“Listen – Mr. Tuff Stuff MP3″
Greetings music lovers.
Friday is here, the weekend is creeping up behind us, ready to pounce and if you’re anything like moi, you’re crouched down next to your desk like a sprinter, aimed at the nearest exit with visions of cold beer and beautiful do-nothingness dancing just behind your fevered brow.
That’s right. For every five days of often seemingly pointless grind, we are rewarded with two days (and three crazy nights) of free-range wandering. You may choose to go on a tear (of your choosing), or you may just wish to firm up that potato chip filled dent in your sofa, but as the bartenders of the world are wont to say, ‘You don’t have to go home, but you can’t stay here.’
That said, your old pal Lar’ is here to get the fuse lit with a smoking selection from the funk files, which will also satisfy federal “theme completion” standards for the week. The theme to be completed is of course ‘answer records’ (for $1,000 Alex), and this time out the answer is to one of the most answered 45s of all times, that being Jean Knights thomping Wardell Quezerquian treatise “Mr. Big Stuff”, hailing of course from nineteen and seventy two, heretofore known on the Chinese Astrological Calendar as ‘Year of the Big Stuff’.
If you are unfamiliar with that particular tune, I’d suggest you get (familiar, that is), on account of it’s one of the truly (and few-ly) great chart topping funk 45s, a radio staple for years and just an ass-kicker/jiggler from it’s first tasty bass note. Back in May, the great Stepfather of Soul whipped up a BigStuff-and-related podcast (which you must check out) , which covered not only Miz Knights original, but many of the best records created in its wake. One record which was not included is today’s selection, ‘Mr Tuff Stuff’ by Toby King.
Now Toby King is a great example of how, as the great Felix Unger said, “When you ASSUME, you make an ASS out of U and ME”. For years (before I actually owned a copy of this 45) I assumed, via a combination of word of mouth and seeing that Mr. King had released a 45 on Deesu (that famed New Orleans, Toussaint/Sehorn related label of yore) that he hailed from the Crescent City, which would make ‘Mr Tuff Stuff’ that rare and fabulous thing we all know as a “New Orleans Funk 45”.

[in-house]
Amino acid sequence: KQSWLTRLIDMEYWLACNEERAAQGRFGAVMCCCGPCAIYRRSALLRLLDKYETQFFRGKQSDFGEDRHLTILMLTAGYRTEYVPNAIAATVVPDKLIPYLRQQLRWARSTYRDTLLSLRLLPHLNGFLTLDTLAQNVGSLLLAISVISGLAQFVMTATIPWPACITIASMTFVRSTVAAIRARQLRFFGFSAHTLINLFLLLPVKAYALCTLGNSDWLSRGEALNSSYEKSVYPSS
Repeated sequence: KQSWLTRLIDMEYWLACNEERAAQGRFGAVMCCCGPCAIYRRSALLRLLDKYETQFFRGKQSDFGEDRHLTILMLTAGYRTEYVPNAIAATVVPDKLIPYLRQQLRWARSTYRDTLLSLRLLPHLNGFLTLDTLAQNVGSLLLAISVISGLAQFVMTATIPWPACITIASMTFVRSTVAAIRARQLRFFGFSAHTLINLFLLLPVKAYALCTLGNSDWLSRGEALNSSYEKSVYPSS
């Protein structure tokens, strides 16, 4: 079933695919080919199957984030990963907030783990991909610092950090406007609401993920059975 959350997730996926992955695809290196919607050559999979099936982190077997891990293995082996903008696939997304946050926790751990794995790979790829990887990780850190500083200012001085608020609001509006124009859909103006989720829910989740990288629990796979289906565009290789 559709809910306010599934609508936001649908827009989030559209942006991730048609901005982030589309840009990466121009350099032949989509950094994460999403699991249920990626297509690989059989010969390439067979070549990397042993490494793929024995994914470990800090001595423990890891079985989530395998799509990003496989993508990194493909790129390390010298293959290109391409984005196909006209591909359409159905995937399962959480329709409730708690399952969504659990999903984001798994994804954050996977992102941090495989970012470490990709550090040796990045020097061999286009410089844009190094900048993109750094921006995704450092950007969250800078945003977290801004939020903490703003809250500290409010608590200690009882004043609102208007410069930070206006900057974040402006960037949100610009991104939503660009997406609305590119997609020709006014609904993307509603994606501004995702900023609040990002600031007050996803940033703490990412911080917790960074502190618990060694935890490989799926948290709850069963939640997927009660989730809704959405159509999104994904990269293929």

When I finally scored a copy of the disc, and took the time to read the label, it was revealed to me that the record had in fact been recorded in North Carolina. Of course this information was not enough to disqualify Toby from residence in New Orleans, since other Big Easy-ites (like Eldridge Holmes) had also recorded outside of the the New Orleans city limits. However, not satisfied with that little bit of hard info I went a-Googling and soon discovered that King had recorded for a few NC based labels, and that his appearance on Deesu (of some tunes that had already appeared on the NC based Cotton imprint) was likely a licensed-to issue, and that he, like Joe Haywood before him was in fact a non-NOLA performer who had a brief brush with the Deesu organization.
As far as how answer-y ‘Mr Tuff Stuff’ is, it’s basically working on a level of titular reference and overall funkiness without sounding anything like the root-record. In fact, where ‘Mr Big Stuff’ stands like a colossus astride a landscape that looks like a snapshot from the old school, ‘Mr Tuff Stuff’ definitely has its feet planted firmly in the new school – at least as it was in 1973, with its prominent clavinet and slightly “cleaner” sound. This is not to say that ‘Mr Tuff Stuff’ is unworthy of your attention – I wouldn’t drop it here if I felt that way – but rather that it comes from a different “place” than the record that it answers, a record that is undeniable in its greatness. This difference says a lot about the way funk was evolving in the early 70’s. 1972-73 was an important transitional period, with the approaching modernization of the funk sound in much the same way that R&B was giving way to soul a decade earlier. The era of Motherships, codpieces, YEOOOWWWS and various other ephemera of pre-Jhericurl fonk had yet to fully manifest themselves, but in much the same way that scientists pick up the vague remnants of the big bang in their radio telescopes, so can the earliest stirrings of that later funk vibe be heard in this record.
How much of this can be laid at the doorstep of technology – i.e. was the modernization of recording technology responsible for a less “funky” funk – and how much to a general change in the vibe of Black music in heading toward the mid-70’s is not exactly an issue of no consequence, but it’s also not worth arguing about (at least right now). That the times were changing, and the music with it is undeniable, and whether or not you feel that the later, shinier style of funk is worth listening to (which I do) is a discussion for another day.
Either way, have a great weekend.